First year after launch: Surprise, it’s COVID!
By Joshua Slatko
COVID may have shut down the better part of the known world, but it clearly didn’t shut down pharma. Less than a year after the virus first spread into the United States, FDA had already granted emergency use authorizations (EUA) for two vaccines, and those two vaccines promptly transformed the top lines of their respective companies, with Comirnaty helping to push Pfizer from $41.7 billion in 2020 to more than $100 billion in 2022 and Spikevax taking Moderna from close to zero in 2020 to $18.4 billion two years later. Alongside Pfizer’s COVID treatment Paxlovid, the two vaccines have dominated the sales charts of the industry’s most recent launches as few products have before; the three together generated more than $75 billion in sales in 2022, while no other non-COVID new brand even reached $500 million.
Pfizer and BioNTech’s Comirnaty was authorized for emergency use against COVID-19 in individuals 16 years of age and older by FDA on December 11, 2020. The agency’s authorization was based on the totality of scientific evidence shared by the companies, including data from a pivotal Phase III clinical study announced the previous month. The Phase III data demonstrated a vaccine efficacy rate of 95 percent in participants without prior SARS-CoV-2 infection (first primary objective) and also in participants with and without prior SARS-CoV-2 infection (second primary objective), in each case measured from seven days after the second dose. Efficacy was consistent across age, gender, race, and ethnicity demographics. A similar authorization was granted by the European Commission
10 days later.
The day after FDA’s initial EUA was announced, the U.S. Centers for Disease Control and Prevention’s Advisory Committee on Immunization Practices voted to recommend the use of Comirnaty in people 16 years of age and older.
“Today’s ACIP recommendation marks a momentous step in this historic journey and the beginning of another, as we work jointly with the U.S. government, other vaccine companies, and our many partners to execute the largest mass vaccination program in our nation’s history,” said Albert Bourla, Pfizer’s chairman and CEO, upon announcement of the recommendation. “Collectively, we aim to vaccinate hundreds of millions of Americans by the end of 2021. With vaccinations set to begin this week, I feel a sense of tremendous pride at what we have collectively achieved over the past nine months. I now look forward to the day that this devastating and deadly pandemic is finally behind us.”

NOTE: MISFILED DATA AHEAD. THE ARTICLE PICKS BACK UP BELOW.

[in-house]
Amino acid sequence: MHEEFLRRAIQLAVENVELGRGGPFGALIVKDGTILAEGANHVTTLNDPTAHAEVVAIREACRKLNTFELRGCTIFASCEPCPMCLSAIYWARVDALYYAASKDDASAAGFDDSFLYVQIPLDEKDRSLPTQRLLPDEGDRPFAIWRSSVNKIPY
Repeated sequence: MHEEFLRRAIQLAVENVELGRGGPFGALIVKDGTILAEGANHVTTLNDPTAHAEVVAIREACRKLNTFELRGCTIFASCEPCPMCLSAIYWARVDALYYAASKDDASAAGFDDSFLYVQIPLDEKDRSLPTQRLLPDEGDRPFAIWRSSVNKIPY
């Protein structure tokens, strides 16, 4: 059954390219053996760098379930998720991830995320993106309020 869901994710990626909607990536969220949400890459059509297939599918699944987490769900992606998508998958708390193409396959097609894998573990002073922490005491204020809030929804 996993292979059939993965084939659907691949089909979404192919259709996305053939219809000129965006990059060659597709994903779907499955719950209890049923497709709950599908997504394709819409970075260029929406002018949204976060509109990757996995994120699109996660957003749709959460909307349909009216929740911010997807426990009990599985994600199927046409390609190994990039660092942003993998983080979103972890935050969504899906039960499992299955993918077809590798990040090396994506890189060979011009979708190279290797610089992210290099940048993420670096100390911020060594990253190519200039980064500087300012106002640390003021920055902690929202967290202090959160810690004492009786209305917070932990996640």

In March 2021, the Israel Ministry of Health, Pfizer, and BioNTech announced real-world evidence demonstrating dramatically lower incidence rates of COVID-19 disease in individuals fully vaccinated with Comirnaty, underscoring the observed substantial public health impact of Israel’s nationwide immunization program. The data showed that vaccine effectiveness was at least 97 percent against symptomatic COVID-19 cases, hospitalizations, severe and critical hospitalizations, and deaths. Furthermore, the analysis found a vaccine effectiveness of 94 percent against asymptomatic SARS-CoV-2 infections. For all outcomes, vaccine effectiveness was measured from two weeks after the second dose.
That same month, the two companies announced that, in a Phase III trial in adolescents 12 to 15 years of age with or without prior evidence of SARS-CoV-2 infection, Comirnaty demonstrated 100 percent efficacy and robust antibody responses, exceeding those recorded earlier in vaccinated participants aged 16 to 25 years old, and was well tolerated. The trial enrolled 2,260 adolescents 12 to 15 years of age in the United States. In the trial, 18 cases of COVID-19 were observed in the placebo group versus none in the vaccinated group. Vaccination with Comirnaty elicited SARS-CoV-2–neutralizing antibody geometric mean titers of 1,239.5, demonstrating strong immunogenicity in a subset of adolescents one month after the second dose. FDA subsequently expanded its EUA for Comirnaty to include individuals 12 to 15 years of age in May 2021; the European Commission did the same a few days later.